Local leaders in technology, aquaculture, brewing, sports partnerships and mentoring received Ignition Awards from Propel, the next-generation business leaders group within the Portland Regional Chamber of Commerce, on Jan. 18 at DiMillo’s.

The award for Business of the Year went to Portland-based MedRhythms, an 8-year-old startup leveraging the power of music and technology to help patients with neurologic conditions like stroke, multiple sclerosis and Parkinson’s disease improve their mobility.

MedRhythms President Owen McCarthy said, “Our mission has always been clear: How can we impact patients’ lives around the world? How can we do it in a way that revolutionizes medicine and helps patients with innovative FDA-regulated technology?”

The Young Professional of the Year award went to Atlantic Sea Farms CEO Briana Warner, a seaweed farming company that sells to 4,000 retail locations nationwide and has removed more than 350,000 pounds of carbon from the ocean.

“Our 40 partner farmers – 35 who are here on the coast of Maine in Casco Bay and Penobscot Bay – are farming kelp in their off-season, developing a more resilient coastal economy by diversifying their income in the face of climate change,” Warner said. “Lobstermen are currently the leaders in the most climate-friendly food on the planet.”

The Entrepreneur of the Year award went to Tom Ruff, founder of Portland’s first dedicated gluten-free brewery, Orange Bike Brewing Co., which opened in November 2023 on Diamond Street.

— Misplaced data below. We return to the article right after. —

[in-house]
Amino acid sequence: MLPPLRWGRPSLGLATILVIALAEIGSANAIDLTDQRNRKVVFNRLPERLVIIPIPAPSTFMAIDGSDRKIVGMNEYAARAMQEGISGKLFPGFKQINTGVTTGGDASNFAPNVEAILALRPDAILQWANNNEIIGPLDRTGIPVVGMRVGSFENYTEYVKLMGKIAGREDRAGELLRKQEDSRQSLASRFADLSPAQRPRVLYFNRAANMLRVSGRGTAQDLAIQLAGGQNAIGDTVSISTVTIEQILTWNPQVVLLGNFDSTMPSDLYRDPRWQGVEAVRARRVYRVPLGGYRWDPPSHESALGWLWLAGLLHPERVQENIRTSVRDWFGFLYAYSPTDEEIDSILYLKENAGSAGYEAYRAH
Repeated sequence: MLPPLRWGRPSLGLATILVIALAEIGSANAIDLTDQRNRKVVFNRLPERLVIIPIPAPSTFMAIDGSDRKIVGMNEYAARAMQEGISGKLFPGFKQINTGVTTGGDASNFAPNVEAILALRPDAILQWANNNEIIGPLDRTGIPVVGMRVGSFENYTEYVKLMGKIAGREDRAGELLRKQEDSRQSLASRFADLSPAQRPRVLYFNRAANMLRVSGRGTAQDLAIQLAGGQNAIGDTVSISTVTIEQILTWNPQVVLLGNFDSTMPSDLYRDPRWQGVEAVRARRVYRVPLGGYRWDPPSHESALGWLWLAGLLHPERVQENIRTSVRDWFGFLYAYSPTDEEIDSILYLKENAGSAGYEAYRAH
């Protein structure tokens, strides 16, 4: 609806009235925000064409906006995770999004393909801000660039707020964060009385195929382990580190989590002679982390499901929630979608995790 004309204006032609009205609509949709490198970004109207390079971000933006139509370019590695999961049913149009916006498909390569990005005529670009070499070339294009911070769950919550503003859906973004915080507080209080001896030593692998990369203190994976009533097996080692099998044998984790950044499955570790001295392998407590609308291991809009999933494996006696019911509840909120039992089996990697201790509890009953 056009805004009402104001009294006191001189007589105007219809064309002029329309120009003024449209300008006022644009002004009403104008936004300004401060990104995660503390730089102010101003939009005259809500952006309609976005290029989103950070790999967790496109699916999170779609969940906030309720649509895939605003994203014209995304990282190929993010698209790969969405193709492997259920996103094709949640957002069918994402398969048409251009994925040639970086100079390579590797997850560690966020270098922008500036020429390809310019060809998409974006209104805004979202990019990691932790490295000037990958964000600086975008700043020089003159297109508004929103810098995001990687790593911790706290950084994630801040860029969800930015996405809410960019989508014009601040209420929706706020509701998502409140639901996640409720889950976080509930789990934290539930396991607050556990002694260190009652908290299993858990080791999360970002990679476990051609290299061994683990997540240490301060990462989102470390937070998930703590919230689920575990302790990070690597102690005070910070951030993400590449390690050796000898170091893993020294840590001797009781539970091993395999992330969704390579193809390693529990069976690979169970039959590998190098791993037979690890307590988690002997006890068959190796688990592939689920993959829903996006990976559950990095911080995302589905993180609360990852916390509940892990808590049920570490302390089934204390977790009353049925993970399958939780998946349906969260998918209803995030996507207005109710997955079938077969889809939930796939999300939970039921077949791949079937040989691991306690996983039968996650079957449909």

“We’re making world-class beer that happens to be naturally gluten-free using buckwheat, millet, quinoa and brown rice versus barley and wheat,” Ruff said, adding that there are only 21 dedicated gluten-free breweries nationwide. The only other one in Maine is Lucky Pigeon in Biddeford.

Gabe Hoffman-Johnson, president of USL to Portland, was named Community Leader of the Year in recognition of his successful effort to bring the United Soccer League (USL) to Maine. A team will be based out of Portland’s Fitzpatrick Stadium beginning in 2025.

“I consider this project a platform and a catalyst for social good and an investment in the future of economic and cultural vitality of the city and state I love so much,” Hoffman-Johnson said.

Ignition Awards guests voted in person on Nonprofit of the Year, which went to Big Brothers Big Sisters of Southern Maine, which mentors youths ages 7-17 in Cumberland and York counties.

“This award shows that everyone in this room understands the importance of mentoring and supporting our youths,” said Eileen Veroneau Brown of Big Brothers Big Sisters. “In 2023, we supported just under 300 youths. But there are 53 kids currently on our waitlist; 43 of them are boys. We need all of you. These kids need us.”

Amy Paradysz is a freelance writer and photographer based in Scarborough. She can be reached at amyparadysz@gmail.com.

This story was updated at 9 a.m. Jan. 28 to correct the date of the event.

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